What’s this mystery chip inside iPhone X?

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Right to Repair
They’re likely to be Apple’s last 7nm chips.
Photo: iFixit

Two battery cells and a “mystery chip” are some of the surprises under the hood of the iPhone X.

iFixit added the new Apple flagship handset to its teardown database and disassembled one to give users a glimpse of the X’s inner magic.

If you just paid a grand and you are nauseous at the thought of seeing a gorgeous iPhone X in pieces, you just might want to look away. But the curious will enjoy iFixit’s thorough report on what its techs found.

The iPhone X also contains a miniature motherboard that is double-stacked and is 30 percent smaller than the board in the iPhone 8 Plus, according to the report. Apple hasn’t used a dual-layer logic board since the very first iPhone 10 years ago, the unnamed author of the report said.

“The miniaturized logic board is incredibly space efficient,” the report said. “Ounce for ounce, even an Apple Watch has more bare board.”

The two battery cells, iFixit realized, was not for extra capacity but for space utilization. “Two cells allows for more creative shapes and placement, to best take advantage of the space left over by shrinking the logic board,” the report said.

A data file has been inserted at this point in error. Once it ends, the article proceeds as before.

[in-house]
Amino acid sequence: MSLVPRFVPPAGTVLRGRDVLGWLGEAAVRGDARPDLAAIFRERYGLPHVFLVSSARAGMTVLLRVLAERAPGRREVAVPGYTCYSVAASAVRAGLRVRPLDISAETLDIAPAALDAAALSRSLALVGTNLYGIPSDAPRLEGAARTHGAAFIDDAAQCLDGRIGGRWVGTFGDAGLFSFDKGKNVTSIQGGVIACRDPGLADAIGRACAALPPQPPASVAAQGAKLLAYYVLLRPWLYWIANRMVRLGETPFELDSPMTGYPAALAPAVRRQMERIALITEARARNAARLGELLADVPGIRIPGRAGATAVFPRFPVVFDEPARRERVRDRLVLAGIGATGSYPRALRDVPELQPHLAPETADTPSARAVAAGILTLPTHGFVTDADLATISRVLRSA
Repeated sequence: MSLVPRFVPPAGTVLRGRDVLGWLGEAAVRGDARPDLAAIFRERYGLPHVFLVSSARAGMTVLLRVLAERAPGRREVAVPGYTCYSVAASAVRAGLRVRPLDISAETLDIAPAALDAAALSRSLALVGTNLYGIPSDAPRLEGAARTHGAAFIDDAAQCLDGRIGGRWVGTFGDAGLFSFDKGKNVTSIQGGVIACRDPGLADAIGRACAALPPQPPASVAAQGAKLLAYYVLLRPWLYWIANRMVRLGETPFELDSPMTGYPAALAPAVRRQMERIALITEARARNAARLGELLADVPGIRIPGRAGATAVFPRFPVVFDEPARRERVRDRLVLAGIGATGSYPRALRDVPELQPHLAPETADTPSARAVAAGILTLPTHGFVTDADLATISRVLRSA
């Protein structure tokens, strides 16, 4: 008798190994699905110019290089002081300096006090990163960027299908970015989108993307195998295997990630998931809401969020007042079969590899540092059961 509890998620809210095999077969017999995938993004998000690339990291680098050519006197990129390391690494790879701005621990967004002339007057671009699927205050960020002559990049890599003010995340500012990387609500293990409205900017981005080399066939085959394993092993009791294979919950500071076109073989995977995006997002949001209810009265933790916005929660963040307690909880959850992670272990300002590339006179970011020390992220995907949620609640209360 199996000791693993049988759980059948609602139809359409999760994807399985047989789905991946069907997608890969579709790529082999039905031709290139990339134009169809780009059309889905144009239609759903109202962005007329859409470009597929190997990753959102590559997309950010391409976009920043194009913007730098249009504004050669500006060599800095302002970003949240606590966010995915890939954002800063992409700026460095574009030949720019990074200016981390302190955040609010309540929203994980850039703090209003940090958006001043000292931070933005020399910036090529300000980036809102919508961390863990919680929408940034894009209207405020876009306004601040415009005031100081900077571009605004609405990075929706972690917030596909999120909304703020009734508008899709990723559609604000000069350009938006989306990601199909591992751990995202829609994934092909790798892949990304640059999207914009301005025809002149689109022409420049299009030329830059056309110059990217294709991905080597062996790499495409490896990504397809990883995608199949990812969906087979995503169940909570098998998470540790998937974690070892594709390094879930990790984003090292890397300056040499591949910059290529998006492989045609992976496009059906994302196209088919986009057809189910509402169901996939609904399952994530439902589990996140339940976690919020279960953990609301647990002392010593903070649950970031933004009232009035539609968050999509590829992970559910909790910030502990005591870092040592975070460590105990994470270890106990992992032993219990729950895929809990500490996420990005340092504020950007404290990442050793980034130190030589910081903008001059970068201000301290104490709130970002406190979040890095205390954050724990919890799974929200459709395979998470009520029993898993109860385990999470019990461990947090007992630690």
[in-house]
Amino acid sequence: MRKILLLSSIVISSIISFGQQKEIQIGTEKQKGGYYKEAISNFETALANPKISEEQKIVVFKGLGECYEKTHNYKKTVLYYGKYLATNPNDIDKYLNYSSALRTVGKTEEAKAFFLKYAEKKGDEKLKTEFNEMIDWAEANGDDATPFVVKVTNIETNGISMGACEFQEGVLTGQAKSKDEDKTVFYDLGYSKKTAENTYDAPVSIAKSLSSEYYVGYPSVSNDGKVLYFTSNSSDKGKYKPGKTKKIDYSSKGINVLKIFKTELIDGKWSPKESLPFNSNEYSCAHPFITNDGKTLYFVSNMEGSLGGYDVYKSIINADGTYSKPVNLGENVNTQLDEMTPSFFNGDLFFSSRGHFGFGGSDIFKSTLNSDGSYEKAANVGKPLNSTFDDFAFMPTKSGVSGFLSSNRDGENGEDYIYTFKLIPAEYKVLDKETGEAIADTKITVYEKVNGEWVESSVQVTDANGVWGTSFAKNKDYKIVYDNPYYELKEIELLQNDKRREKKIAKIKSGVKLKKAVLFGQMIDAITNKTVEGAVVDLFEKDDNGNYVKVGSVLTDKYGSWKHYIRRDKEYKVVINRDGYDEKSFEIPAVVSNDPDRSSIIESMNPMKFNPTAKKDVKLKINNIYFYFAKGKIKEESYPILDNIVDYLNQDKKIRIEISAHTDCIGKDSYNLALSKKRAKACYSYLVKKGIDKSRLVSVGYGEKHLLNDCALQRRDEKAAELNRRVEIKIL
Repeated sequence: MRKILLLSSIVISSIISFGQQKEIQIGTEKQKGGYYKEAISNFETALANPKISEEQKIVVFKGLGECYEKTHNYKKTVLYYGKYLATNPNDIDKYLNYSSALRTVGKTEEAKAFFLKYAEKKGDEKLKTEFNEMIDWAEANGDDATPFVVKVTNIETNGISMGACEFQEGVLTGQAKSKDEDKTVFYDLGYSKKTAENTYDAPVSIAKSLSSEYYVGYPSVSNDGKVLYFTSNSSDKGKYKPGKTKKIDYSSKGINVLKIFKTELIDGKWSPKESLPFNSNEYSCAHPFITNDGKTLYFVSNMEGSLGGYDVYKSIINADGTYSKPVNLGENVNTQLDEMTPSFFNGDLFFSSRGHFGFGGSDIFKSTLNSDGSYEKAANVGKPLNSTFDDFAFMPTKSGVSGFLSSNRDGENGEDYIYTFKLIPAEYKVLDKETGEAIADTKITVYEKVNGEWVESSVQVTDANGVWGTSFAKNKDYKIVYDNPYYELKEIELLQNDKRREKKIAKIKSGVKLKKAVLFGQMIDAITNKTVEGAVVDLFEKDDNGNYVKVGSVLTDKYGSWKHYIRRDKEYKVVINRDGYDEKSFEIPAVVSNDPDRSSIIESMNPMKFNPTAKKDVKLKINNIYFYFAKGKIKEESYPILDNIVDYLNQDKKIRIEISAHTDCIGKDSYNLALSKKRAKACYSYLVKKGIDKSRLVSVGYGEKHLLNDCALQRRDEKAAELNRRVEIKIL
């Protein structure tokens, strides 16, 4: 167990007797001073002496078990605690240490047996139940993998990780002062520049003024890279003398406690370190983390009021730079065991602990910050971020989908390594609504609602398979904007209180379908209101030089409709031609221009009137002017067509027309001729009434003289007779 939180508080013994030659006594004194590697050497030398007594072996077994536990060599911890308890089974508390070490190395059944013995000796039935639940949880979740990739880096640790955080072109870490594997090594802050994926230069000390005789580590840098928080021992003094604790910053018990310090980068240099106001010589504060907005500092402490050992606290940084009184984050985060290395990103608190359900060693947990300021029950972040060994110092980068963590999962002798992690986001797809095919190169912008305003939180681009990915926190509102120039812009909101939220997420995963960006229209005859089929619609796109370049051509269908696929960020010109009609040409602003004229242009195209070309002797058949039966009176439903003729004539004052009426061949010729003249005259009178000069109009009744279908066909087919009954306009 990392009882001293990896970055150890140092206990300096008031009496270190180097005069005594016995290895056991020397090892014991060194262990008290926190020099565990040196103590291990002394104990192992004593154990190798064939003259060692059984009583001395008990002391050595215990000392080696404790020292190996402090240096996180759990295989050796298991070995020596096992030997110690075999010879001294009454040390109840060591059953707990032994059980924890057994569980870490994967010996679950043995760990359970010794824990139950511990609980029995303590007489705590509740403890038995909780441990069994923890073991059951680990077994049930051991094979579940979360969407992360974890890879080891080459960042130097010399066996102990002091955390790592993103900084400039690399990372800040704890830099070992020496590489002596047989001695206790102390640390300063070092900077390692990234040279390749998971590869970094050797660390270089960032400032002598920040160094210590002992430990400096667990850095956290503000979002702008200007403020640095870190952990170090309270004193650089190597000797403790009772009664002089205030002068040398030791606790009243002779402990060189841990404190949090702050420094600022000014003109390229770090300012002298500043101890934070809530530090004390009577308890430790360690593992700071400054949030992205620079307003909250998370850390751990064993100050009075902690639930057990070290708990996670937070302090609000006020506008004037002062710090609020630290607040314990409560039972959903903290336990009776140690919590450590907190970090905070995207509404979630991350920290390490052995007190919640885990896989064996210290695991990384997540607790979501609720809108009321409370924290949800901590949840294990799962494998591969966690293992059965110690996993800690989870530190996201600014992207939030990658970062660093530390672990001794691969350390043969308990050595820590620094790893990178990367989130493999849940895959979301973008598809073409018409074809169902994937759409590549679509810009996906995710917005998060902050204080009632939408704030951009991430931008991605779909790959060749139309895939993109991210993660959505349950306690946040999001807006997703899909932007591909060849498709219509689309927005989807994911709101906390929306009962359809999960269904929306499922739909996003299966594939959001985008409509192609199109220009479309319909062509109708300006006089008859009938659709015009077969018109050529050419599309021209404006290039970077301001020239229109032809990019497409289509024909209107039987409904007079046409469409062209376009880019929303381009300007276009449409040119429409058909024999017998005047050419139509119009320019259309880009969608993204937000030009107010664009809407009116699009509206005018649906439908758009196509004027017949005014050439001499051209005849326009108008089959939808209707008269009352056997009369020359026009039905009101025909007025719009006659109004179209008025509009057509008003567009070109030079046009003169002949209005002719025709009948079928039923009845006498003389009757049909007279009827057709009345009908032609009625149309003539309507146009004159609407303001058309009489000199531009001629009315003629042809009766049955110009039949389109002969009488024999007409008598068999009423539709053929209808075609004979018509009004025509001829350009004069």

iFixit
The mystery chip, highlighted in green, maybe circuitry that communicates with charging features.
Photo: iFixit

IFixit techs think the “mystery chip” is a version of the 1610 tristar IC, circuitry that communicates with the phones charging function. The chip is between the Taptic Engine and lower speaker. More testing to follow.

As introduced on the iPhone 7 Plus, the iPhone X opens sideways and is likely going to be standard, according to iFixit.

A broken screen on the iPhone X can be easily fixed, but given Apple’s use of glue and the delicate intricacies of circuitry, “board-level” repair will be nearly impossible, iFixit said.

“Something tells us Apple doesn’t really want us (or you) tinkering in here,” the report said.

For in-depth analysis and more pictures, check out the teardown report on the iFixit website.

iFixit
The vertical dual-lens back-facing camera of the iPhone X.
Photo: iFixit